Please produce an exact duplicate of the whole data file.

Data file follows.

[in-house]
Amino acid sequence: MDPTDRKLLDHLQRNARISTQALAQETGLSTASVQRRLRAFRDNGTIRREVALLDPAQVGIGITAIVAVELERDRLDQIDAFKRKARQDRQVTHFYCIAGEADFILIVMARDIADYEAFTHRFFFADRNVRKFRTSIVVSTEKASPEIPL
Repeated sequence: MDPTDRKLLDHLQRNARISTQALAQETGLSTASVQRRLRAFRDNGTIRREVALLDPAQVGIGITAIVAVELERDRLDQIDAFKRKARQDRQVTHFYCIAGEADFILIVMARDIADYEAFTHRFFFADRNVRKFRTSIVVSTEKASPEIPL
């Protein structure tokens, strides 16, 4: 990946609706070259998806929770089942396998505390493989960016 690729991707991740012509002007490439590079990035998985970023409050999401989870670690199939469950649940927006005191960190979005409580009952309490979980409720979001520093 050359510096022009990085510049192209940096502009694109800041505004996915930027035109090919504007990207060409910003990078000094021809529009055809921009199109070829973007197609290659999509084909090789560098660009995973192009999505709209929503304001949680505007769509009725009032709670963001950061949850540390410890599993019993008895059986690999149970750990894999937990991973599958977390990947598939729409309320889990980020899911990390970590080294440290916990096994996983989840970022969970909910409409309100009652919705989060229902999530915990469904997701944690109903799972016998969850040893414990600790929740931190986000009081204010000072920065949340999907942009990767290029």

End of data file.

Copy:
[in-house]
Amino acid sequence: MDPTDRKLLDHLQRNARISTQALAQETGLSTASVQRRLRAFRDNGTIRREVALLDPAQVGIGITAIVAVELERDRLDQIDAFKRKARQDRQVTHFYCIAGEADFILIVMARDIADYEAFTHRFFFADRNVRKFRTSIVVSTEKASPEIPL
Repeated sequence: MDPTDRKLLDHLQRNARISTQALAQETGLSTASVQRRLRAFRDNGTIRREVALLDPAQVGIGITAIVAVELERDRLDQIDAFKRKARQDRQVTHFYCIAGEADFILIVMARDIADYEAFTHRFFFADRNVRKFRTSIVVSTEKASPEIPL
């Protein structure tokens, strides 16, 4: 990946609706070259998806929770089942396998505390493989960016 690729991707991740012509002007490439590079990035998985970023409050999401989870670690199939469950649940927006005191960190979005409580009952309490979980409720979001520093 050359510096022009990085510049192209940096502009694109800041505004996915930027035109090919504007990207060409910003990078000094021809529009055809921009199109070829973007197609290659999509084909090789560098660009995973192009999505709209929503304001949680505007769509009725009032709670963001950061949850540390410890599993019993008895059986690999149970750990894999937990991973599958977390990947598939729409309320889990980020899911990390970590080294440290916990096994996983989840970022969970909910409409309100009652919705989060229902999530915990469904997701944690109903799972016998969850040893414990600790929740931190986000009081204010000072920065949340999907942009990767290029």